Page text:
Gloucester pop-up death café: Fear of dying, how you live is how you die, and the need for clear language by doctors

Gloucester Docks
Gloucester Docks

The tenth pop-up death café on Mystic Moon took place in sight of two magnificent tall ships currently being refurbished in Gloucester docks.

Similar to all the previous pop-up death cafes, we spoke about a  variety of topics. So this is an overview of what we talked about.

Our café started with one of the group confessing, in spite of being an ex-nurse and having been present at several friends and relatives’ deaths, how fearful she was of her own death. ‘I was conscious that I was making myself think of anything else but my death as I drove here. I feel very frightened even admitting to myself that it’s going to happen to me one day.’

‘I feel the same,’ said another participant. ‘I can’t imagine not being here. But even more scary is the thought that no-one might want to come to my funeral.’

Continue reading “Gloucester pop-up death café: Fear of dying, how you live is how you die, and the need for clear language by doctors”

Pop-up death cafes on Mystic Moon, my narrowboat

I am thrilled to be setting off on my narrrowboat Mystic Moon this April to offer pop-up death cafes along the river and canal IMG_0176systems throughout the spring and summer months.

I am passionate about helping people to talk more honestly and openly about IMG_2221end of life issues, and equally passionate about the UK’s inland waterways.

So, it’s a perfect combination.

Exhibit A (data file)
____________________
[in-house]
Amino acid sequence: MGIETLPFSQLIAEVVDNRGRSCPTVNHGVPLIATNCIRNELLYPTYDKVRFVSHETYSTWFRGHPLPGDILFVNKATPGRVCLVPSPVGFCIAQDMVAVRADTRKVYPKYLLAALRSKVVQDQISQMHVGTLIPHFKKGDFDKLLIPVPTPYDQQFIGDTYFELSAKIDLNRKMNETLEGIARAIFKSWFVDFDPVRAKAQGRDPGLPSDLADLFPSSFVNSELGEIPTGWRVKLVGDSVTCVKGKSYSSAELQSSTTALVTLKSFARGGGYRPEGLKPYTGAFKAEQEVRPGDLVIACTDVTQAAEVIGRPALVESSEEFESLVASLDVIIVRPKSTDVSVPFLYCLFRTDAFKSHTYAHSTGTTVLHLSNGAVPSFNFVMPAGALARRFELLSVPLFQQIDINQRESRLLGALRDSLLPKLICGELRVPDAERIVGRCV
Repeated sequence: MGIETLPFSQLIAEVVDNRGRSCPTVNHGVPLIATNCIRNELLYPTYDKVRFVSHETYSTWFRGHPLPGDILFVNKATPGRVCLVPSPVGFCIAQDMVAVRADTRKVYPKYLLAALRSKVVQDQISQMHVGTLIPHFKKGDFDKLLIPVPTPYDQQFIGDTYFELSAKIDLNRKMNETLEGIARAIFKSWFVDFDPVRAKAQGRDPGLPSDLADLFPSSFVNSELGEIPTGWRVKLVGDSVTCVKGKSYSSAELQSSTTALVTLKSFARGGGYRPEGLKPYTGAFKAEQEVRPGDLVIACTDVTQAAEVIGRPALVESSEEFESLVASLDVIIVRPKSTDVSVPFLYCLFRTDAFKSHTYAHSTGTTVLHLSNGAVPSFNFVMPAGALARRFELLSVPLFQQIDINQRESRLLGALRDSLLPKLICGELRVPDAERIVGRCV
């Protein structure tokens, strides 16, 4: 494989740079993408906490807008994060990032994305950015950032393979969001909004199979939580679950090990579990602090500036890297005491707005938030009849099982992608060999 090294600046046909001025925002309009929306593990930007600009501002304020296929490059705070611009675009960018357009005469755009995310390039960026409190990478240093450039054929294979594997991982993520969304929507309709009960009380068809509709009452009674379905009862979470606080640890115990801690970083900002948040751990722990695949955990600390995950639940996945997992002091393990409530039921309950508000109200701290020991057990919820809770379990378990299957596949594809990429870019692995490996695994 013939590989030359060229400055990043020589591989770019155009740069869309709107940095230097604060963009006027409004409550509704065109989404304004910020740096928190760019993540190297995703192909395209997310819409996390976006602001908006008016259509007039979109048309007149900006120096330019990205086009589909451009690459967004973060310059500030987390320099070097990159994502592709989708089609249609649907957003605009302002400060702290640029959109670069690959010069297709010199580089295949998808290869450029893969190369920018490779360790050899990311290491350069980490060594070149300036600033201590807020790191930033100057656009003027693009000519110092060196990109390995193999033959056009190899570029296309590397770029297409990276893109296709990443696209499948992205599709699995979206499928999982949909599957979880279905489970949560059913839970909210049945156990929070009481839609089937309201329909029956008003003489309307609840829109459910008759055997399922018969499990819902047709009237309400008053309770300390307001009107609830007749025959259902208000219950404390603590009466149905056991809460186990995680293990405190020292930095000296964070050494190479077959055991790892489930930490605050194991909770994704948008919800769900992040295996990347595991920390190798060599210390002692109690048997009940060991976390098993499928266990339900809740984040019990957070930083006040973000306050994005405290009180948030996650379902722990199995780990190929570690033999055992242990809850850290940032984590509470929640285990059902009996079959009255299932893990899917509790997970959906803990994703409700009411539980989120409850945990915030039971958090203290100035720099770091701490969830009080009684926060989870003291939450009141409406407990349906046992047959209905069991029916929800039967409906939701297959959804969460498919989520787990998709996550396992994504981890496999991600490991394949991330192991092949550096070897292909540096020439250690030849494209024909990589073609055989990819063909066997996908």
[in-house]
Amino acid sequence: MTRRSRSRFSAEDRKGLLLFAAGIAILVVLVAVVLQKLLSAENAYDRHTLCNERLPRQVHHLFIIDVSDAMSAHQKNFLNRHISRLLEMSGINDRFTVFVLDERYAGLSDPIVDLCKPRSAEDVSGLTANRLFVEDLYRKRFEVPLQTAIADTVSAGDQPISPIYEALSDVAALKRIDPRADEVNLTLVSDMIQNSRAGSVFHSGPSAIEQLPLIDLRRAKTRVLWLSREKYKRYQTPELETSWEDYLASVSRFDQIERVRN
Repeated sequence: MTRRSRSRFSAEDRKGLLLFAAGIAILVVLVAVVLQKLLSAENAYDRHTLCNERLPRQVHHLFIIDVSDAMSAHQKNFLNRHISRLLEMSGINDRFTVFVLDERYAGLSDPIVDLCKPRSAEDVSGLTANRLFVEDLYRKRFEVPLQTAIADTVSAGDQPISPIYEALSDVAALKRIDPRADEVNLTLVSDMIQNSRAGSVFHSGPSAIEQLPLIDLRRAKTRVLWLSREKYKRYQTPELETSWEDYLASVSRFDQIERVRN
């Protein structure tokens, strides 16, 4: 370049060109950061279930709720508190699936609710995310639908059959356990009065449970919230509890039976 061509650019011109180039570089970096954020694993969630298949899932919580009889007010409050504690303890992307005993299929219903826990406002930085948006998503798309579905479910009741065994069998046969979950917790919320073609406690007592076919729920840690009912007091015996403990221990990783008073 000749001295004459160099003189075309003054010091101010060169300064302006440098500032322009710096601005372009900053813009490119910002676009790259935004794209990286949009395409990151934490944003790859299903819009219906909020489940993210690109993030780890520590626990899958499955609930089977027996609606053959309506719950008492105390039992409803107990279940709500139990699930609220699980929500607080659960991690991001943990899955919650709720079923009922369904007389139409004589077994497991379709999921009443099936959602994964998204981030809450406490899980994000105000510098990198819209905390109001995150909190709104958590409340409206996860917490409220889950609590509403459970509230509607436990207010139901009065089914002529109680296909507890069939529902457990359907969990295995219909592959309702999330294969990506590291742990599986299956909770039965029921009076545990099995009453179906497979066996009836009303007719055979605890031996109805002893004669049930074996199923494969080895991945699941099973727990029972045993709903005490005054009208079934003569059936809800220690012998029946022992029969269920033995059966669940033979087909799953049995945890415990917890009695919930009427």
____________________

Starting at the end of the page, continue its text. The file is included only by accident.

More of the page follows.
I am also 62, fit and healthy, but I realise unless I do it now, the opportunity to fulfill this long-time dream will disappear.

I have no idea what lies in store. But it’s fun (and a trifle scary) to have this golden opportunity to throw myself open to whatever may happen. So, I will be blogging about my adventures, and also about the pop-up death cafes.

20150125_120818Mystic Moon is a beautiful 50 foot 1995 vintage Braidbar narrrowboat, lovingly cared for by her previous owner. He reluctantly sold her to me as he had recently remarried and needed more space for joint children and grandchildren. I am so grateful to him for his kindness and generosity during the sale, and delighted that he was so pleased to learn about the pop-up death cafes.

I will be starting from Bradford on Avon (where Mystic Moon is currently moored), offering the first pop-up café on the Bradford on Avon wharf below the lock, on Thursday 9th April, between 2.30 – 4.20. (Please email me to book a place) This pop-up café will be co-hosted by Liz Rothschild, funeral celebrant, green burial manager, and director of Oxford’s Kicking the Bucket Festival.

I will be in London during May, and moving up to the Grand Union via the beautiful Oxford Canal during June, so give me a wave if you see me trundling along on Mystic Moon.

If you would like to book a place for a pop-up death café, do email me for locations and dates. Please note that Death Cafes are not recom20150125_120831mended for those who have been recently bereaved. Please also be aware that coming aboard will be entirely at your own risk, and access for those who are disabled is very limited.

For more information about the cafes, please go to the Death Café website.